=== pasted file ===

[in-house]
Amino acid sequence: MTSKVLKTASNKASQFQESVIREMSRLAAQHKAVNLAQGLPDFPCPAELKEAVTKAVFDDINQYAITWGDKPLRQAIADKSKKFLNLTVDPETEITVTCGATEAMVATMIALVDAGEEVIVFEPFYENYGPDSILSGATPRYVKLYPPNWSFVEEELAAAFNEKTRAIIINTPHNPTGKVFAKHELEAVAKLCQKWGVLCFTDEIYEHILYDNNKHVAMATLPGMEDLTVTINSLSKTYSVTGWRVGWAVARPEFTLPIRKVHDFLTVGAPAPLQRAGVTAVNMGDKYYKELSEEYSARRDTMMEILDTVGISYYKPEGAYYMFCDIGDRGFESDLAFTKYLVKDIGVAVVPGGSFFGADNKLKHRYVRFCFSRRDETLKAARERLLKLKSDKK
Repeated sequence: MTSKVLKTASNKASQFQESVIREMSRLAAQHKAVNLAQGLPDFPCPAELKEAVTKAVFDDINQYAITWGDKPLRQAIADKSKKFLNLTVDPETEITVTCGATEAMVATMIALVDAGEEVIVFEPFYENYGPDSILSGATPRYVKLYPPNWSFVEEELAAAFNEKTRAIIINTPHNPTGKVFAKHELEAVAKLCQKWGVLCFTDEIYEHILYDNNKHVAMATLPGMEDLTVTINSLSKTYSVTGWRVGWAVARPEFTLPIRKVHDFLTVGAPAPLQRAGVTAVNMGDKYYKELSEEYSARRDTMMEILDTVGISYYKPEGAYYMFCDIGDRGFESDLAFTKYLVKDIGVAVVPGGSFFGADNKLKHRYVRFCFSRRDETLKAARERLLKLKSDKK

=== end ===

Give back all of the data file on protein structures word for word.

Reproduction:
[in-house]
Amino acid sequence: MTSKVLKTASNKASQFQESVIREMSRLAAQHKAVNLAQGLPDFPCPAELKEAVTKAVFDDINQYAITWGDKPLRQAIADKSKKFLNLTVDPETEITVTCGATEAMVATMIALVDAGEEVIVFEPFYENYGPDSILSGATPRYVKLYPPNWSFVEEELAAAFNEKTRAIIINTPHNPTGKVFAKHELEAVAKLCQKWGVLCFTDEIYEHILYDNNKHVAMATLPGMEDLTVTINSLSKTYSVTGWRVGWAVARPEFTLPIRKVHDFLTVGAPAPLQRAGVTAVNMGDKYYKELSEEYSARRDTMMEILDTVGISYYKPEGAYYMFCDIGDRGFESDLAFTKYLVKDIGVAVVPGGSFFGADNKLKHRYVRFCFSRRDETLKAARERLLKLKSDKK
Repeated sequence: MTSKVLKTASNKASQFQESVIREMSRLAAQHKAVNLAQGLPDFPCPAELKEAVTKAVFDDINQYAITWGDKPLRQAIADKSKKFLNLTVDPETEITVTCGATEAMVATMIALVDAGEEVIVFEPFYENYGPDSILSGATPRYVKLYPPNWSFVEEELAAAFNEKTRAIIINTPHNPTGKVFAKHELEAVAKLCQKWGVLCFTDEIYEHILYDNNKHVAMATLPGMEDLTVTINSLSKTYSVTGWRVGWAVARPEFTLPIRKVHDFLTVGAPAPLQRAGVTAVNMGDKYYKELSEEYSARRDTMMEILDTVGISYYKPEGAYYMFCDIGDRGFESDLAFTKYLVKDIGVAVVPGGSFFGADNKLKHRYVRFCFSRRDETLKAARERLLKLKSDKK